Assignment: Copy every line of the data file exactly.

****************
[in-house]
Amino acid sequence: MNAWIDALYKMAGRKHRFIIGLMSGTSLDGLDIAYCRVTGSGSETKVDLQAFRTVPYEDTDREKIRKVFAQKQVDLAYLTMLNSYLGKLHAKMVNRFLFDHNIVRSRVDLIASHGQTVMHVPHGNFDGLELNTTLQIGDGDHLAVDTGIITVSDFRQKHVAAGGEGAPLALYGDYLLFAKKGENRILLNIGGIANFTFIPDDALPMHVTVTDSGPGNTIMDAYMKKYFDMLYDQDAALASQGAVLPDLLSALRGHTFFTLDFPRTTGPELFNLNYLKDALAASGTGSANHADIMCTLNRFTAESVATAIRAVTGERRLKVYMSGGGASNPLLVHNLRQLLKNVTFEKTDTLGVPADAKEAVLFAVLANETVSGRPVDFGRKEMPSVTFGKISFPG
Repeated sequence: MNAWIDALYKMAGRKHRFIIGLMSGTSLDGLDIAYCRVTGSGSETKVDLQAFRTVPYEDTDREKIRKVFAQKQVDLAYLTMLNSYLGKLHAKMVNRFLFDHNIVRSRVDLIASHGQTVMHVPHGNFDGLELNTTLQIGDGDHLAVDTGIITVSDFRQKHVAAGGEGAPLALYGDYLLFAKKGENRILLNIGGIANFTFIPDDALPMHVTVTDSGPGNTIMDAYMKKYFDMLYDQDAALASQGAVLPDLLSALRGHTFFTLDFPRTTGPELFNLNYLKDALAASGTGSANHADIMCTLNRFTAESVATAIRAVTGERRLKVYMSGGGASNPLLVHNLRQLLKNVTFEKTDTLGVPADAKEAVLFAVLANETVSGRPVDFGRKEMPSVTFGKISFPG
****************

[in-house]
Amino acid sequence: MNAWIDALYKMAGRKHRFIIGLMSGTSLDGLDIAYCRVTGSGSETKVDLQAFRTVPYEDTDREKIRKVFAQKQVDLAYLTMLNSYLGKLHAKMVNRFLFDHNIVRSRVDLIASHGQTVMHVPHGNFDGLELNTTLQIGDGDHLAVDTGIITVSDFRQKHVAAGGEGAPLALYGDYLLFAKKGENRILLNIGGIANFTFIPDDALPMHVTVTDSGPGNTIMDAYMKKYFDMLYDQDAALASQGAVLPDLLSALRGHTFFTLDFPRTTGPELFNLNYLKDALAASGTGSANHADIMCTLNRFTAESVATAIRAVTGERRLKVYMSGGGASNPLLVHNLRQLLKNVTFEKTDTLGVPADAKEAVLFAVLANETVSGRPVDFGRKEMPSVTFGKISFPG
Repeated sequence: MNAWIDALYKMAGRKHRFIIGLMSGTSLDGLDIAYCRVTGSGSETKVDLQAFRTVPYEDTDREKIRKVFAQKQVDLAYLTMLNSYLGKLHAKMVNRFLFDHNIVRSRVDLIASHGQTVMHVPHGNFDGLELNTTLQIGDGDHLAVDTGIITVSDFRQKHVAAGGEGAPLALYGDYLLFAKKGENRILLNIGGIANFTFIPDDALPMHVTVTDSGPGNTIMDAYMKKYFDMLYDQDAALASQGAVLPDLLSALRGHTFFTLDFPRTTGPELFNLNYLKDALAASGTGSANHADIMCTLNRFTAESVATAIRAVTGERRLKVYMSGGGASNPLLVHNLRQLLKNVTFEKTDTLGVPADAKEAVLFAVLANETVSGRPVDFGRKEMPSVTFGKISFPG